We have discussed previously that you should focus on link quality rather than link quantity. This means that you need to find relevant sites with positive PageRank and eloquently request links from their site to yours. Crafting a great link request letter can help you gain those valuable links and improve your website’s PageRank.
First of all, how do you know which sites will provide high quality links that are relevant to your content? If you can answer, “yes” to these questions when evaluating sites that are candidates for link quests, then you’re on to something good:
- Does the site your reviewing have content that is relevant to terms for which you’re trying to get ranked?
- Is this site in a good link neighborhood? Does this site have quality links pointing to them? (Tip: You can use Yahoo! SiteExplorer to review the link profile of any site you’re looking to target.)
- Does the site your reviewing have a positive PageRank?
If the site you’re thinking of requesting a link from passes this test, then it’s time to send that ever-important link request letter. However, this is a very delicate matter since most website administrators are inundated with anything else other than responding to your request. So, you better make the letter good. But how?
Basically, you want to write a letter that is personable, straightforward, and not annoying. Here are 8 tactics you can use to write a successful link request letter.
Use a relevant subject line for your email: Whose inbox isn’t always overflowing? Think about how you sort through your inbox. You probably sort out the spam and irrelevant messages first. And then you probably delete messages that are from strangers with vague subject lines. This is where you can get your foot in the door. Go ahead and state something to the effect of “Link Request” within your subject line. Web administrators will appreciate you not wasting their time.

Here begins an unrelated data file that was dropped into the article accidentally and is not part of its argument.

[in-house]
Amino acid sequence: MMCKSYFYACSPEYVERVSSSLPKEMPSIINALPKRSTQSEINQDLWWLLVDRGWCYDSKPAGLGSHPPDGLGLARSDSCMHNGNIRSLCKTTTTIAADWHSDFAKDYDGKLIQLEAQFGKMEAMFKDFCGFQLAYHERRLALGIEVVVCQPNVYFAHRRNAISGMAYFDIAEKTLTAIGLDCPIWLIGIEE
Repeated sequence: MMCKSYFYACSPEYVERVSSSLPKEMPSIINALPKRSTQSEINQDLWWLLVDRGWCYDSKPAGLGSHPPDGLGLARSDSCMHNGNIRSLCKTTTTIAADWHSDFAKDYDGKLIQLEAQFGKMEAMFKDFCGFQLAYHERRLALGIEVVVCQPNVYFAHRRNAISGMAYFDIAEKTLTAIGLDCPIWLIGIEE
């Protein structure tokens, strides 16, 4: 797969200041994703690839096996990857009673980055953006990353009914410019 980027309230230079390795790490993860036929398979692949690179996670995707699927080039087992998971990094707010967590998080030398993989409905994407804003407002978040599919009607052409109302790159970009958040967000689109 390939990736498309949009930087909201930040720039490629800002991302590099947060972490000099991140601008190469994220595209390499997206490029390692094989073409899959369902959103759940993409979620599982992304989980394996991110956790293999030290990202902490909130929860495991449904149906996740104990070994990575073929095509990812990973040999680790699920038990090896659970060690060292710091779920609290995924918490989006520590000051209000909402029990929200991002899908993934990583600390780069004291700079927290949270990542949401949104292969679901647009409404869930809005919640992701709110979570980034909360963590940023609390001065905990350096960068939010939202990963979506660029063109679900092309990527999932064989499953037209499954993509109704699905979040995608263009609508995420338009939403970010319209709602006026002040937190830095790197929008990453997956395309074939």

Make it personable: The days of the form letter are gone (were they ever here?). You should absolutely include the name of their website, and preferably address the letter to the name of the website owner or administrator. You should also include information about you, your name, company information, details about your website, etc.
Give all the necessary information: You should directly state the terms that you want to rank for, the anchor text you’d like to use, as well as the exact URL that you’d like within the link. The less effort the administrator/site owner has to toward inserting a link, the better chances of successful. This doesn’t mean that they don’t care about you or your site, let’s just face it – everyone is busy. So, make it easy for them to put the link on their site!
Explain the benefits of the link: This is another way to make your letter personalized. You need to explain how a link to your site will benefit this website’s audience. This is where you have to do a little selling. You need to tout why your website is awesome and why your target website’s audience will also think your site is awesome too.
Don’t request a link trade: The days of requesting reciprocal links are over. If you ask for a link from a website, you don’t have to guarantee that you’ll put a link on your site to theirs (you can if you want). Just be honest and ask that they link to your site.
Don’t send out a mass email: This is rather obvious. If you follow the tasks above, you really can’t sent out a mass email. But either way, don’t try to spam lots sites looking for links. That goes against what we’re trying to do here!
Keep it short: We’re keeping this letter personal, straightforward, easy to digest, and short! Don’t write a novel. The site own/administrator wants to get to the gist of your letter quickly. If you drone on and on, they’ll lose interest and hit delete. So, keep it as short as possible.
Say thank you: Thank the site owner/administrator upfront for their time and consideration. Remember, we’re making this personal.
These tactics will help you make your link request letter feel more personal and relevant, and that will help you gain their attention.